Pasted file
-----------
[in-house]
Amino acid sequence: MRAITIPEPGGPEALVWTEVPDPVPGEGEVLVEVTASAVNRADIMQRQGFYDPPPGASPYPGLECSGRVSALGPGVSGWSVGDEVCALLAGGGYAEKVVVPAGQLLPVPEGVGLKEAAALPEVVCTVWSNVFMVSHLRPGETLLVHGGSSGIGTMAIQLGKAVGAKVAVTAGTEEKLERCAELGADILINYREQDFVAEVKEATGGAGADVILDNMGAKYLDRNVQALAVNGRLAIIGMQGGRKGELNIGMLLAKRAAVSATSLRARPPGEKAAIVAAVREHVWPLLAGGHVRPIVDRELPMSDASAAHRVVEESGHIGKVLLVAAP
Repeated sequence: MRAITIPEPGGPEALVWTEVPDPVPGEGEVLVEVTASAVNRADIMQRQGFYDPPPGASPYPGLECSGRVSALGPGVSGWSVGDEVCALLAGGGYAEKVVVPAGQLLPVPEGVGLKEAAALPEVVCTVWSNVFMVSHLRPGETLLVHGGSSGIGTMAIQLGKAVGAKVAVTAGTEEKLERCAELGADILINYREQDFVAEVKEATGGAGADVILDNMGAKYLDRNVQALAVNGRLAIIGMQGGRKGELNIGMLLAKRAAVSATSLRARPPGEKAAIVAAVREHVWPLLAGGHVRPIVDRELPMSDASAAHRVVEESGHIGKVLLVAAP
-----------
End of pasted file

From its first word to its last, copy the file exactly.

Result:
[in-house]
Amino acid sequence: MRAITIPEPGGPEALVWTEVPDPVPGEGEVLVEVTASAVNRADIMQRQGFYDPPPGASPYPGLECSGRVSALGPGVSGWSVGDEVCALLAGGGYAEKVVVPAGQLLPVPEGVGLKEAAALPEVVCTVWSNVFMVSHLRPGETLLVHGGSSGIGTMAIQLGKAVGAKVAVTAGTEEKLERCAELGADILINYREQDFVAEVKEATGGAGADVILDNMGAKYLDRNVQALAVNGRLAIIGMQGGRKGELNIGMLLAKRAAVSATSLRARPPGEKAAIVAAVREHVWPLLAGGHVRPIVDRELPMSDASAAHRVVEESGHIGKVLLVAAP
Repeated sequence: MRAITIPEPGGPEALVWTEVPDPVPGEGEVLVEVTASAVNRADIMQRQGFYDPPPGASPYPGLECSGRVSALGPGVSGWSVGDEVCALLAGGGYAEKVVVPAGQLLPVPEGVGLKEAAALPEVVCTVWSNVFMVSHLRPGETLLVHGGSSGIGTMAIQLGKAVGAKVAVTAGTEEKLERCAELGADILINYREQDFVAEVKEATGGAGADVILDNMGAKYLDRNVQALAVNGRLAIIGMQGGRKGELNIGMLLAKRAAVSATSLRARPPGEKAAIVAAVREHVWPLLAGGHVRPIVDRELPMSDASAAHRVVEESGHIGKVLLVAAP